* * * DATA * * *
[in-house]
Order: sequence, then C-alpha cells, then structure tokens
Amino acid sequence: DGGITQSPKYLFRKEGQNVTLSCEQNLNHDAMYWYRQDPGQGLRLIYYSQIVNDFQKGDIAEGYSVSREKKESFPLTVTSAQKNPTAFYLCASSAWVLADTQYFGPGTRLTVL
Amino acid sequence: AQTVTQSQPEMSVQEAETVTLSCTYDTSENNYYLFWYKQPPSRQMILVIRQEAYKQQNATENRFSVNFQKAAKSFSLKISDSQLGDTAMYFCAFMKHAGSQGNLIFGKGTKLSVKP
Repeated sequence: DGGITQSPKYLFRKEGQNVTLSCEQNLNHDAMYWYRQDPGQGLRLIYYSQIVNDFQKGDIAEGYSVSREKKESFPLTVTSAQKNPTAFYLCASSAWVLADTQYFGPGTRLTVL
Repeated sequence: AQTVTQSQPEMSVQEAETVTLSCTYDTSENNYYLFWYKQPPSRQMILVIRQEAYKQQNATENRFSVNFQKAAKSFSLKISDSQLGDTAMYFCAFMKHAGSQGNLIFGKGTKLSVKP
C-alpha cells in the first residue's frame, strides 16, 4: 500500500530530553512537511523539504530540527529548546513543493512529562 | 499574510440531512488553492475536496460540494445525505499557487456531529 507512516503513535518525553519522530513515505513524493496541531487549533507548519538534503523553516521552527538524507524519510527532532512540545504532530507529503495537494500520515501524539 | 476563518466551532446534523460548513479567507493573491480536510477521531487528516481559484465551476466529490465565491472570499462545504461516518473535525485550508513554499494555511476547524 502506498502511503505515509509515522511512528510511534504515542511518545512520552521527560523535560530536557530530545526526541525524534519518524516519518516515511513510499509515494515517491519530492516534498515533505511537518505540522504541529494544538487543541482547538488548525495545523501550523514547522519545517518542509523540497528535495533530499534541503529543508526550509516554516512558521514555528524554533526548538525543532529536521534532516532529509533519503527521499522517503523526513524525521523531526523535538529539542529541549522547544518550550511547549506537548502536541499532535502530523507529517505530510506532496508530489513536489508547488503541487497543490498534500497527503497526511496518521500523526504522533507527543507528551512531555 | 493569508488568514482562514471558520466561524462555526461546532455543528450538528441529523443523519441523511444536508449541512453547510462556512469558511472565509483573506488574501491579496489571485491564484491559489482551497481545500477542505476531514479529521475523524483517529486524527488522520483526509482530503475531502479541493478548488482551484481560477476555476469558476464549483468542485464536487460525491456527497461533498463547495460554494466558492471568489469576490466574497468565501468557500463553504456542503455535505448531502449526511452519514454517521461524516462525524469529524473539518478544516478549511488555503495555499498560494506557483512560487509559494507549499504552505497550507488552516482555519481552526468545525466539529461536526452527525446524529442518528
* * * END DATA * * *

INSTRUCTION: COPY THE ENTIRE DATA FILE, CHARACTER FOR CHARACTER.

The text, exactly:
[in-house]
Order: sequence, then C-alpha cells, then structure tokens
Amino acid sequence: DGGITQSPKYLFRKEGQNVTLSCEQNLNHDAMYWYRQDPGQGLRLIYYSQIVNDFQKGDIAEGYSVSREKKESFPLTVTSAQKNPTAFYLCASSAWVLADTQYFGPGTRLTVL
Amino acid sequence: AQTVTQSQPEMSVQEAETVTLSCTYDTSENNYYLFWYKQPPSRQMILVIRQEAYKQQNATENRFSVNFQKAAKSFSLKISDSQLGDTAMYFCAFMKHAGSQGNLIFGKGTKLSVKP
Repeated sequence: DGGITQSPKYLFRKEGQNVTLSCEQNLNHDAMYWYRQDPGQGLRLIYYSQIVNDFQKGDIAEGYSVSREKKESFPLTVTSAQKNPTAFYLCASSAWVLADTQYFGPGTRLTVL
Repeated sequence: AQTVTQSQPEMSVQEAETVTLSCTYDTSENNYYLFWYKQPPSRQMILVIRQEAYKQQNATENRFSVNFQKAAKSFSLKISDSQLGDTAMYFCAFMKHAGSQGNLIFGKGTKLSVKP
C-alpha cells in the first residue's frame, strides 16, 4: 500500500530530553512537511523539504530540527529548546513543493512529562 | 499574510440531512488553492475536496460540494445525505499557487456531529 507512516503513535518525553519522530513515505513524493496541531487549533507548519538534503523553516521552527538524507524519510527532532512540545504532530507529503495537494500520515501524539 | 476563518466551532446534523460548513479567507493573491480536510477521531487528516481559484465551476466529490465565491472570499462545504461516518473535525485550508513554499494555511476547524 502506498502511503505515509509515522511512528510511534504515542511518545512520552521527560523535560530536557530530545526526541525524534519518524516519518516515511513510499509515494515517491519530492516534498515533505511537518505540522504541529494544538487543541482547538488548525495545523501550523514547522519545517518542509523540497528535495533530499534541503529543508526550509516554516512558521514555528524554533526548538525543532529536521534532516532529509533519503527521499522517503523526513524525521523531526523535538529539542529541549522547544518550550511547549506537548502536541499532535502530523507529517505530510506532496508530489513536489508547488503541487497543490498534500497527503497526511496518521500523526504522533507527543507528551512531555 | 493569508488568514482562514471558520466561524462555526461546532455543528450538528441529523443523519441523511444536508449541512453547510462556512469558511472565509483573506488574501491579496489571485491564484491559489482551497481545500477542505476531514479529521475523524483517529486524527488522520483526509482530503475531502479541493478548488482551484481560477476555476469558476464549483468542485464536487460525491456527497461533498463547495460554494466558492471568489469576490466574497468565501468557500463553504456542503455535505448531502449526511452519514454517521461524516462525524469529524473539518478544516478549511488555503495555499498560494506557483512560487509559494507549499504552505497550507488552516482555519481552526468545525466539529461536526452527525446524529442518528